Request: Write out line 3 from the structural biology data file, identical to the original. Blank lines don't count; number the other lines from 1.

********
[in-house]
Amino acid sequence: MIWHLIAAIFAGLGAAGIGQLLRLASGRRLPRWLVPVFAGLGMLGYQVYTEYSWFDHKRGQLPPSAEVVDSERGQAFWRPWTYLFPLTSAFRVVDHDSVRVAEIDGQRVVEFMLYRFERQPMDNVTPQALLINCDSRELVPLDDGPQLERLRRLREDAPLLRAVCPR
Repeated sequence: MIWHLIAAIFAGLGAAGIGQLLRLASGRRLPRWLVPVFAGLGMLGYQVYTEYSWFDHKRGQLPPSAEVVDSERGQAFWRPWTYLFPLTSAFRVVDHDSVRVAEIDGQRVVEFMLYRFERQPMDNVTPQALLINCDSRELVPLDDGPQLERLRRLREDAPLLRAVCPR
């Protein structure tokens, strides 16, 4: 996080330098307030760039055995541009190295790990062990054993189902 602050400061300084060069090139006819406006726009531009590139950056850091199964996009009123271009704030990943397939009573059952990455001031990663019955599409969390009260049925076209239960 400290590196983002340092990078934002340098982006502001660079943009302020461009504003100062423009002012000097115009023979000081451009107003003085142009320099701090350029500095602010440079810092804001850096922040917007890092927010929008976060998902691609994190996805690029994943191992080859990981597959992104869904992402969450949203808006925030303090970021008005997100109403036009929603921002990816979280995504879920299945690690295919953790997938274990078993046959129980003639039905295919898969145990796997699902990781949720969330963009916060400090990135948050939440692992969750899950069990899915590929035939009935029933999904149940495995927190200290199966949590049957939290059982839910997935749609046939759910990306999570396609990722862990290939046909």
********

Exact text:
Repeated sequence: MIWHLIAAIFAGLGAAGIGQLLRLASGRRLPRWLVPVFAGLGMLGYQVYTEYSWFDHKRGQLPPSAEVVDSERGQAFWRPWTYLFPLTSAFRVVDHDSVRVAEIDGQRVVEFMLYRFERQPMDNVTPQALLINCDSRELVPLDDGPQLERLRRLREDAPLLRAVCPR